Miscalibrated Internet Receptor Stalks

Space Fantasy vs Science Fiction

While commenting on the rumored new design for Stormtroopers in Star Wars Episode VII, I was surprised to see that I was one of the few people that thought the Galactic Empire would almost immediately crumble now that its two chief architects, Emperor Palpatine and Darth Vader, were dead.


Points about the military strength and organization of the Empire were brought up, and essentially that a state of that size and power would not just fall apart when the Emperor and Vader died.

Now while these points are valid, I never really considered them with regards to the Galactic Empire because I viewed Star Wars as a Space Fantasy, a tale of broadly drawn sides of good and evil, with good wizards and bad wizards fighting to shape the destiny of the galaxy. So it made sense to me that the Empire would crumble after the dark power that built it fell, because the Sith powers of the dark side were the foundation of the empire, more than the military and technological might of the empire. If asked I would have lumped in the Empire with places like Angband and Mordor, both of which immediately fell apart after the evil that ruled them was defeated, as opposed to states like the Romulan or Kree Empires, both also portrayed as villainous for much of their existence, but displaying differing facets in their actions that entities like the Empire and Mordor did not.

So that led me to wonder where to draw the line between Space Fantasy and Science Fiction. Like all attempts to categorize fiction, it's mostly in the eye of the beholder, but it presents an intriguing question of where we make the distinction between the "logic" expected in Science Fiction no matter how fantastic, and a traditional fantasy story, where clearly good squares off with clearly evil, guided by prophecies and magic swords and ends with a clear winner. Does Star Wars lose something if you change the Empire from manifestation of evil to an oppressive, powerful superstate?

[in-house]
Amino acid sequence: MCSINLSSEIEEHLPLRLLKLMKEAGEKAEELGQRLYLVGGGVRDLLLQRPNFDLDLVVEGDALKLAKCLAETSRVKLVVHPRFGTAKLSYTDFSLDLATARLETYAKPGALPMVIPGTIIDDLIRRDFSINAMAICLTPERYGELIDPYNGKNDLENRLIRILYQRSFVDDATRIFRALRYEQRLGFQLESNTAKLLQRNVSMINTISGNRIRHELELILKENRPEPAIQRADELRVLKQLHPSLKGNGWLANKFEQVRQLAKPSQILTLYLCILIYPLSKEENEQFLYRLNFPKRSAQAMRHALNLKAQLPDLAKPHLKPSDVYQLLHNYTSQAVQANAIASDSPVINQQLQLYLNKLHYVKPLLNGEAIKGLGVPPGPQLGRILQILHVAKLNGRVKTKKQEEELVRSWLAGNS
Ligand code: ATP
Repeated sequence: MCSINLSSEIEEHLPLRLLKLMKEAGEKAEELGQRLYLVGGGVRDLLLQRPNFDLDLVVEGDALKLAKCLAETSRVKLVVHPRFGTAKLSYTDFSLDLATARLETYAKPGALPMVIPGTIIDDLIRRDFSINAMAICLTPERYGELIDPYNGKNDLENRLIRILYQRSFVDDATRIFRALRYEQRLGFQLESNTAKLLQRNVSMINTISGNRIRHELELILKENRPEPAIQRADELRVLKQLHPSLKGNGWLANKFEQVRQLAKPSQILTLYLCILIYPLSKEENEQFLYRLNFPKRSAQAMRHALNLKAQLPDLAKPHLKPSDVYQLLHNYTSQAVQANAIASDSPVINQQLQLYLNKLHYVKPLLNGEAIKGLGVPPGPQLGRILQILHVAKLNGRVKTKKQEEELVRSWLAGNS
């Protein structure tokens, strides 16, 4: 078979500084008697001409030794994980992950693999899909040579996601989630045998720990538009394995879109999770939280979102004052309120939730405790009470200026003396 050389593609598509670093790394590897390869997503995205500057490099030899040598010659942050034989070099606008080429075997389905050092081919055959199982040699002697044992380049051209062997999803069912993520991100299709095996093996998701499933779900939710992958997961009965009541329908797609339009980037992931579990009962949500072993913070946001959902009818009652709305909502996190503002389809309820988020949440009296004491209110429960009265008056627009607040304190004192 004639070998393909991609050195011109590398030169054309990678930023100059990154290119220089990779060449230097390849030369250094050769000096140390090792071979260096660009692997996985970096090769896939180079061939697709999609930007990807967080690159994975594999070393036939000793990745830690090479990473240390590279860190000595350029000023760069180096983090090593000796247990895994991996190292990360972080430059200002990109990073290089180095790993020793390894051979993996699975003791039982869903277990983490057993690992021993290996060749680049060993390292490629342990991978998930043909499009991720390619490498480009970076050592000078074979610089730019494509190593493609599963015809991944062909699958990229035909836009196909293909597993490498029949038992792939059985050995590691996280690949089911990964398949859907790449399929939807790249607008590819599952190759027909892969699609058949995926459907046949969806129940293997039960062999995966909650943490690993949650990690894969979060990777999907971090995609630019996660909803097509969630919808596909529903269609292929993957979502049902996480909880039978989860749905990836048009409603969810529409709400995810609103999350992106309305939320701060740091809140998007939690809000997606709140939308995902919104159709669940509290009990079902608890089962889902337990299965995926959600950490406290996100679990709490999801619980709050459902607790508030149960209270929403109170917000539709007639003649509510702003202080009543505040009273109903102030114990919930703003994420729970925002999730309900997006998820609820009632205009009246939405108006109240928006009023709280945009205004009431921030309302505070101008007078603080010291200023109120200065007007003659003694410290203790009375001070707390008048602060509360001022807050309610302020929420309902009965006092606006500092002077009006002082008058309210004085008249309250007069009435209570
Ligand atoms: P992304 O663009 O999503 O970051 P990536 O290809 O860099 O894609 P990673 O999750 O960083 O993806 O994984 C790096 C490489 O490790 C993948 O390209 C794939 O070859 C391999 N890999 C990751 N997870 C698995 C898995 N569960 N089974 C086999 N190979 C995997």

Take Apokolips and the Jack Kirby's the Fourth World, long held by popular wisdom to have had more than a little influence on Star Wars.


Apokolips, despite the advanced technology it possesses, is ruled by a space god who is not just evil, he is the embodiment of the idea of evil. Like the Emperor was demonstrated to do in the Prequels, his mere presence twists and distorts everything around him. Apokolips is an extension of Darkseid, and exists as long as he exists. Even in Kingdom Come, which chronicled a possible future of the DC Universe and showed Darkseid's good guy son Orion ruling Apokolips, Orion was only able to do so by slowly turning into his hated father.


This demonstrates the corrupting power of Apokolips and its creator and mirrors the downfall of Sauron, the Nazgul and of course, Darth Vader. I don't think anyone would expect Parademons to start negotiating treaties with the Green Lanterns if Darkseid were to die, so why is the Empire expected to be different?


As with Apokolips, I think the fantasy themes embodied by the Empire are more important than the more realistic concerns that govern how other science fiction empires are portrayed with regards to Star Wars. And to have the empire exist long after the death of the Sith lords that created it misses an important part of Star Wars and the relationship between the Jedi, Sith, and the galaxy they reside in and institutions they built.

ETA: I hope this is not viewed as advocating rigid rules on what makes what kind of story. This is me engaging the various stories mentioned based on the work presented. Nothing is obviously set in stone, but I would expect an exceedingly good reason to have Orcs securing trade routes or Romulans trying to plunge the universe into darkness with magic rings.

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